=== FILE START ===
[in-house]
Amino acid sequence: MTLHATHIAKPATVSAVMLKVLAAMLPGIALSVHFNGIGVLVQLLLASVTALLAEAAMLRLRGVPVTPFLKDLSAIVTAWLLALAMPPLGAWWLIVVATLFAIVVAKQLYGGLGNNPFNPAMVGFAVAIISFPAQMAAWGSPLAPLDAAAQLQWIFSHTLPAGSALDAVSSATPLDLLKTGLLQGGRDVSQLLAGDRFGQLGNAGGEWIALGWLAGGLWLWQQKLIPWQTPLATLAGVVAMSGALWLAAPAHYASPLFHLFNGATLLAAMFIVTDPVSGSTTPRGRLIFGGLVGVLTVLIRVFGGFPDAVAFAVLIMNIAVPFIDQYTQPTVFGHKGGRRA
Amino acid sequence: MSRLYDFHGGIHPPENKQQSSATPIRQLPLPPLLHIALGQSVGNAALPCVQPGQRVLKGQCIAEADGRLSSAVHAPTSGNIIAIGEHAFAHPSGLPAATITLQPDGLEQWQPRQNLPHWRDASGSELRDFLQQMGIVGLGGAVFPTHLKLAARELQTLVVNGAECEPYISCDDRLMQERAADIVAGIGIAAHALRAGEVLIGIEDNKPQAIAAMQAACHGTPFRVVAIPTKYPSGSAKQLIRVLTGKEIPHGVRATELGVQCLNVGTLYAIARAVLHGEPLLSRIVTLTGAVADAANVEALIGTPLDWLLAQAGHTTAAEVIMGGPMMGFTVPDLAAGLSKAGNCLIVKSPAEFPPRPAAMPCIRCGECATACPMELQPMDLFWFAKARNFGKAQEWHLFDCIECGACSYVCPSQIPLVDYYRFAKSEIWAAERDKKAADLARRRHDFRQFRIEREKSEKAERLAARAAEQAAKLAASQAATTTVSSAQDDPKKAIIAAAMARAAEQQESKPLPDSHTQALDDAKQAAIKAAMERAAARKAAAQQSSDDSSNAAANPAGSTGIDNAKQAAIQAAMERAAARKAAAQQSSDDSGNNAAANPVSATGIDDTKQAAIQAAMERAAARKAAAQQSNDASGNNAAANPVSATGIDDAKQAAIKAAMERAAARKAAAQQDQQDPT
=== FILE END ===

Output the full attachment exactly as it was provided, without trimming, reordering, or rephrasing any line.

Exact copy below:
[in-house]
Amino acid sequence: MTLHATHIAKPATVSAVMLKVLAAMLPGIALSVHFNGIGVLVQLLLASVTALLAEAAMLRLRGVPVTPFLKDLSAIVTAWLLALAMPPLGAWWLIVVATLFAIVVAKQLYGGLGNNPFNPAMVGFAVAIISFPAQMAAWGSPLAPLDAAAQLQWIFSHTLPAGSALDAVSSATPLDLLKTGLLQGGRDVSQLLAGDRFGQLGNAGGEWIALGWLAGGLWLWQQKLIPWQTPLATLAGVVAMSGALWLAAPAHYASPLFHLFNGATLLAAMFIVTDPVSGSTTPRGRLIFGGLVGVLTVLIRVFGGFPDAVAFAVLIMNIAVPFIDQYTQPTVFGHKGGRRA
Amino acid sequence: MSRLYDFHGGIHPPENKQQSSATPIRQLPLPPLLHIALGQSVGNAALPCVQPGQRVLKGQCIAEADGRLSSAVHAPTSGNIIAIGEHAFAHPSGLPAATITLQPDGLEQWQPRQNLPHWRDASGSELRDFLQQMGIVGLGGAVFPTHLKLAARELQTLVVNGAECEPYISCDDRLMQERAADIVAGIGIAAHALRAGEVLIGIEDNKPQAIAAMQAACHGTPFRVVAIPTKYPSGSAKQLIRVLTGKEIPHGVRATELGVQCLNVGTLYAIARAVLHGEPLLSRIVTLTGAVADAANVEALIGTPLDWLLAQAGHTTAAEVIMGGPMMGFTVPDLAAGLSKAGNCLIVKSPAEFPPRPAAMPCIRCGECATACPMELQPMDLFWFAKARNFGKAQEWHLFDCIECGACSYVCPSQIPLVDYYRFAKSEIWAAERDKKAADLARRRHDFRQFRIEREKSEKAERLAARAAEQAAKLAASQAATTTVSSAQDDPKKAIIAAAMARAAEQQESKPLPDSHTQALDDAKQAAIKAAMERAAARKAAAQQSSDDSSNAAANPAGSTGIDNAKQAAIQAAMERAAARKAAAQQSSDDSGNNAAANPVSATGIDDTKQAAIQAAMERAAARKAAAQQSNDASGNNAAANPVSATGIDDAKQAAIKAAMERAAARKAAAQQDQQDPT